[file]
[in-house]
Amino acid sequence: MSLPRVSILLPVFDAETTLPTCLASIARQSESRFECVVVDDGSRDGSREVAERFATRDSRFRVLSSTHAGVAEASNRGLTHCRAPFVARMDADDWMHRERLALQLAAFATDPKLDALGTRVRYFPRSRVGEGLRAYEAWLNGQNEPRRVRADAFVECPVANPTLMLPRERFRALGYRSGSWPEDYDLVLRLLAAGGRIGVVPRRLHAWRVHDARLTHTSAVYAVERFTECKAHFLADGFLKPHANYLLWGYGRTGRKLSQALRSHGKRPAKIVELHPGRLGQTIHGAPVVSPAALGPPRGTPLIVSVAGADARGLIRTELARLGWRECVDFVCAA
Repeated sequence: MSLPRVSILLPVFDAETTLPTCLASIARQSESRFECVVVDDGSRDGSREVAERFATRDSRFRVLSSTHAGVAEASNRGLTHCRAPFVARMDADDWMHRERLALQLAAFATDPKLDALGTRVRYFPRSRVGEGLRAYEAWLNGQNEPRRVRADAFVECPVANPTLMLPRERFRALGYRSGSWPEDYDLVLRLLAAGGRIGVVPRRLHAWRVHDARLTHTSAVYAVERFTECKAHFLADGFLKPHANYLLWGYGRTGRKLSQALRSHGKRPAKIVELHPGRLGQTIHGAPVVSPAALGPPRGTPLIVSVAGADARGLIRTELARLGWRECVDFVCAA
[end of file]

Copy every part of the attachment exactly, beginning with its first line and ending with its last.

[in-house]
Amino acid sequence: MSLPRVSILLPVFDAETTLPTCLASIARQSESRFECVVVDDGSRDGSREVAERFATRDSRFRVLSSTHAGVAEASNRGLTHCRAPFVARMDADDWMHRERLALQLAAFATDPKLDALGTRVRYFPRSRVGEGLRAYEAWLNGQNEPRRVRADAFVECPVANPTLMLPRERFRALGYRSGSWPEDYDLVLRLLAAGGRIGVVPRRLHAWRVHDARLTHTSAVYAVERFTECKAHFLADGFLKPHANYLLWGYGRTGRKLSQALRSHGKRPAKIVELHPGRLGQTIHGAPVVSPAALGPPRGTPLIVSVAGADARGLIRTELARLGWRECVDFVCAA
Repeated sequence: MSLPRVSILLPVFDAETTLPTCLASIARQSESRFECVVVDDGSRDGSREVAERFATRDSRFRVLSSTHAGVAEASNRGLTHCRAPFVARMDADDWMHRERLALQLAAFATDPKLDALGTRVRYFPRSRVGEGLRAYEAWLNGQNEPRRVRADAFVECPVANPTLMLPRERFRALGYRSGSWPEDYDLVLRLLAAGGRIGVVPRRLHAWRVHDARLTHTSAVYAVERFTECKAHFLADGFLKPHANYLLWGYGRTGRKLSQALRSHGKRPAKIVELHPGRLGQTIHGAPVVSPAALGPPRGTPLIVSVAGADARGLIRTELARLGWRECVDFVCAA